How Deep Learning is Driving Infrastructure to Scale

How Deep Learning is Driving Infrastructure to Scale


Machine Learningleads to scale at ComposableThis week I attended the fourth edition of ScaledML, a conference dedicated to large-scale Machine Learning. It was a great event with top-tier presenters that showcased where the field is heading. In summary, ML has transitioned out of the research labs and into the fray of mainstream applications. As a result, the industry is coming to terms with how to provide the hardware and software platforms needed by these workloads.

The state-of-the-art in ML is what we also call Deep Learning, i.e., learning with Deep Neural Network models. They provide the best results in computer vision, speech, and text processing and are being used in applications as diverse as self-driving cars, voice assistants, and automatic translation. The exciting part for systems architects is that as Deep Learning models get more sophisticated they require additional orders of magnitude more data and compute.

ScaledML could not have been better timed as the ACM has just named the Fathers of Deep Learning – Yoshua Bengio, Geoffrey Hinton, and Yann LeCun – as the latest recipients of the Turing Award, often referred to as the “Nobel Prize of Computing”.  The opening keynote was also perfectly suited as it was delivered by one of last year’s Turing Award winners, David Patterson, from UC Berkeley and Google. David presented his well-known view that we’re in a new Golden Age for computer architecture, especially because of the activity around Domain-Specific Architectures (DSAs) for Deep Learning. Under his leadership, Google has been developing the Tensor Processing Units (TPUs) that power ML applications in its cloud.

Of course, the big player in hardware for Deep Learning is NVIDIA who spent the past couple of decades sharpening their GPUs to accelerate 3D gaming. That is until 2012, when academics led by Turing Laureate Geoffrey Hinton figured they could use those same GPUs to run the matrix multiplications needed to seriously scale neural nets. At ScaledML, Stanford Professor and NVIDIA’s Chief Scientist, Bill Dally, argued that since the era of Moore’s Law and Dennard scaling is over, hardware architects will need to aggressively come up with tricks to keep training larger models on larger datasets. In the latest generations of NVIDIA GPUs, these tricks include using mixed-precision arithmetic and taking advantage of sparsity in model connections and activations.

It’s clear that Deep Learning has sparked a gold rush to figure out who will become the “Intel of the AI era”. One company that is pulling its efforts to make sure it becomes the “Intel of AI” is, not surprisingly, Intel itself. Wei Li, who is Intel’s VP and General Manager for AI showed that Intel’s future generations of CPUs will eventually include tensor operations to accelerate Deep Learning.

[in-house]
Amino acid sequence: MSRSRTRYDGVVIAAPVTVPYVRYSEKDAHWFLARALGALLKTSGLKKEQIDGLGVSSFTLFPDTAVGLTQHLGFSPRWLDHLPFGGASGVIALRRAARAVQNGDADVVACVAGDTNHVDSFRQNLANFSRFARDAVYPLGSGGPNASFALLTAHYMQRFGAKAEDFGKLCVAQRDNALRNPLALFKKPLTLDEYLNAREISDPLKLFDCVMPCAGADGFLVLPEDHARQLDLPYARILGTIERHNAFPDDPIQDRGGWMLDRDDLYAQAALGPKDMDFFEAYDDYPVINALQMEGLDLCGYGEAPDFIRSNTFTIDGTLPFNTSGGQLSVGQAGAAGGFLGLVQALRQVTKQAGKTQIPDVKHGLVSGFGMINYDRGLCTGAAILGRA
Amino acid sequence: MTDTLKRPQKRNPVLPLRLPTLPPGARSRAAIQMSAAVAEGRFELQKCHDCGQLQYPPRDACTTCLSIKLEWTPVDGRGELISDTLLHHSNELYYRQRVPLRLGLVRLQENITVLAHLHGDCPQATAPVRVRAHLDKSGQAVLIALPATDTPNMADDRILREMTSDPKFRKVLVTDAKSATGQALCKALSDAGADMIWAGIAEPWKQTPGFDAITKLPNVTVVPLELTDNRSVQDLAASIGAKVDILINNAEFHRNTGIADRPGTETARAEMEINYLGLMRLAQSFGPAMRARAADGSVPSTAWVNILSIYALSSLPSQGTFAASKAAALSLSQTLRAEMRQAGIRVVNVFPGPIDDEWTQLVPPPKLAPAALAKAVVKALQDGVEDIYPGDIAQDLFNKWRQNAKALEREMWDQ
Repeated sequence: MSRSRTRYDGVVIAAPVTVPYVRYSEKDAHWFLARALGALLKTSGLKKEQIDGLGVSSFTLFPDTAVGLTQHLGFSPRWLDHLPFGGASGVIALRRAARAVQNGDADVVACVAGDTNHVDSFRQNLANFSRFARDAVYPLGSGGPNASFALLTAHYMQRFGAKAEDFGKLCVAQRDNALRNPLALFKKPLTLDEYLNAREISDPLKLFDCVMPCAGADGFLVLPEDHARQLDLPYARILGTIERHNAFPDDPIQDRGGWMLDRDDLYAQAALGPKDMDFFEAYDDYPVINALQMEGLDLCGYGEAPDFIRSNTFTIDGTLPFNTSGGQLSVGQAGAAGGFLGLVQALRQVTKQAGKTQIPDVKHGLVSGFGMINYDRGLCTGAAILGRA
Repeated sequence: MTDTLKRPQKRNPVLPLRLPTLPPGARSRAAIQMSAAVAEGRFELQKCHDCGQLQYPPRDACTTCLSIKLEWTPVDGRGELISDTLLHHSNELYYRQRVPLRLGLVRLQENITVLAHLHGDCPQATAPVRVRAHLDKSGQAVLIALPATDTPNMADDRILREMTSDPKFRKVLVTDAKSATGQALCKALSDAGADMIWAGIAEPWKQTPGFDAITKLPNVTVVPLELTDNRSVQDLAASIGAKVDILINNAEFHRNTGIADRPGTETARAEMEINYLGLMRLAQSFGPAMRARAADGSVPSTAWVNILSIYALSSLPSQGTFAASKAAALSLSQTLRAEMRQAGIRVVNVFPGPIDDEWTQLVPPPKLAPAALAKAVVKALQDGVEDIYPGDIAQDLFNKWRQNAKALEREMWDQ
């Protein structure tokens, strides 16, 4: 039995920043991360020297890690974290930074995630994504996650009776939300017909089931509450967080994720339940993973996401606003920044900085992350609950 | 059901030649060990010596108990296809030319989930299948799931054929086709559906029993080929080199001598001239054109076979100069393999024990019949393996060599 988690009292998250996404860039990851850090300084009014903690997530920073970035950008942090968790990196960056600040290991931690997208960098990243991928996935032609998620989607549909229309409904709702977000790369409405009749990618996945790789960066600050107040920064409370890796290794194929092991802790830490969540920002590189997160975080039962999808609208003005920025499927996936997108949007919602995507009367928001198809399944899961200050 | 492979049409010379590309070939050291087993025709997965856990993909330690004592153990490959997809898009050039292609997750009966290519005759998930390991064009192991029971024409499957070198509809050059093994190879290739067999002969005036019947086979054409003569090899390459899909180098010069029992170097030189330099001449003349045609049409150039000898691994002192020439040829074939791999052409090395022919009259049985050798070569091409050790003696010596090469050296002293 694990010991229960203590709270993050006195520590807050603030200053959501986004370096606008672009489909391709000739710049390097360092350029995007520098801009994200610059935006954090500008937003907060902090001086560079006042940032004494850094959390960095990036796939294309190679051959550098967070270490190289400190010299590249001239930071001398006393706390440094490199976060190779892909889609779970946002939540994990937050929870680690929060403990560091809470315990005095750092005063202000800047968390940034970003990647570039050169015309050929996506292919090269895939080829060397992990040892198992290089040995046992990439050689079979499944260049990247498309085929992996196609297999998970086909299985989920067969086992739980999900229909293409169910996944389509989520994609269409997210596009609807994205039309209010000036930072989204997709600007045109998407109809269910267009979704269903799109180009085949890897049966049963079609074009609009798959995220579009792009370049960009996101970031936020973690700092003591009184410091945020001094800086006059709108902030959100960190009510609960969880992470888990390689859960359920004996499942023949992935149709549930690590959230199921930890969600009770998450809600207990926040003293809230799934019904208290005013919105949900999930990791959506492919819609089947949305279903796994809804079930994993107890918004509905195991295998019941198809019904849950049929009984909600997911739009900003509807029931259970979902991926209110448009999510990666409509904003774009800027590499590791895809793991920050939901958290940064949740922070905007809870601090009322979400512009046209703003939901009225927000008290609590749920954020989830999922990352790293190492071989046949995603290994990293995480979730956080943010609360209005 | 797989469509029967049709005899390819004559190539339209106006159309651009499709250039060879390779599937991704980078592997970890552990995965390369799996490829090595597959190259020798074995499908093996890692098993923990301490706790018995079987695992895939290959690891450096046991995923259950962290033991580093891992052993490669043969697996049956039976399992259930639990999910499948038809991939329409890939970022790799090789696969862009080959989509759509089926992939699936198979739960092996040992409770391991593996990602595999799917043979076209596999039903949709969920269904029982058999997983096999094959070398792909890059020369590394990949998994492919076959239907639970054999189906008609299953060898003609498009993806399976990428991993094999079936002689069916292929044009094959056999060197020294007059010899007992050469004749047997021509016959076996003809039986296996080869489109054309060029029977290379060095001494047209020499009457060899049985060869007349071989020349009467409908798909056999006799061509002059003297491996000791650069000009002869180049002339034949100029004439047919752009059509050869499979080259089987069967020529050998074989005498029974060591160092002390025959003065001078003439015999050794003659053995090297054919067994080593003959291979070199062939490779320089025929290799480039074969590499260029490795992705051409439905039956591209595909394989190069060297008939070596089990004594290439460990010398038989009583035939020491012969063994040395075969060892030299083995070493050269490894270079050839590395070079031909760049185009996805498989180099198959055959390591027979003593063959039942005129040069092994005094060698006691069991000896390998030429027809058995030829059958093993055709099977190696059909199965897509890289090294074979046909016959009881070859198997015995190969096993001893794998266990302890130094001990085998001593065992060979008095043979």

One of the several startups working in this space, Graphcore, also came to ScaledML. Co-founder and CTO Simon Knowles talked about their Intelligence Processing Unit (IPU) which was recently announced in an OEM agreement with Dell EMC to provide a compute box with 8 IPU PCIe cards (in a similar style to the NVIDIA DGX boxes).

In an attempt to standardize the comparison between all these hardware providers and the myriad of software frameworks that can be used with them, researchers and engineers have come up with MLPerf. MLPerf is a set of benchmarks from well-known ML tasks and datasets. As of this writing, NVIDIA, Google, and Intel have all submitted results to the MLPerf website and I expect more providers will report their numbers soon.

There’s obviously a lot of attention being given to accelerator hardware, but ScaledML also had several presentations dedicated to the software frameworks used to create ML models. Facebook talked about how its research-friendly framework, PyTorch, was updated to streamline the deployment of models into production at large scale. NVIDIA is tackling the data pipeline bottleneck with their RAPIDS libraries which make it easier to run feature engineering and ETL tasks inside the GPU itself, so that once data finishes pre-processing, it is already sitting at the right place for training. Databricks presented MLFlow, an end-to-end framework for supporting the development and deployment of ML applications from data processing to model training, and from deployment into production. Unlike other projects in this space (think TensorFlow Extended or Facebook’s FBLearner), MLFlow focuses on integrating components from different stacks and doesn’t require the developer to buy into a specific library for training or serializing models and datasets.

It is not easy to tell if and when Deep Learning’s compute demands will taper off and how many tricks hardware designers can pull out of their hats. Maybe when we are over the hype, we will start seeing commoditized versions of the massive compute boxes like NVIDIA’s DGX. In a world where composability is everywhere, it is only natural to expect a big box of processing power that can be sliced and matched to storage on demand depending on the workload of the day.

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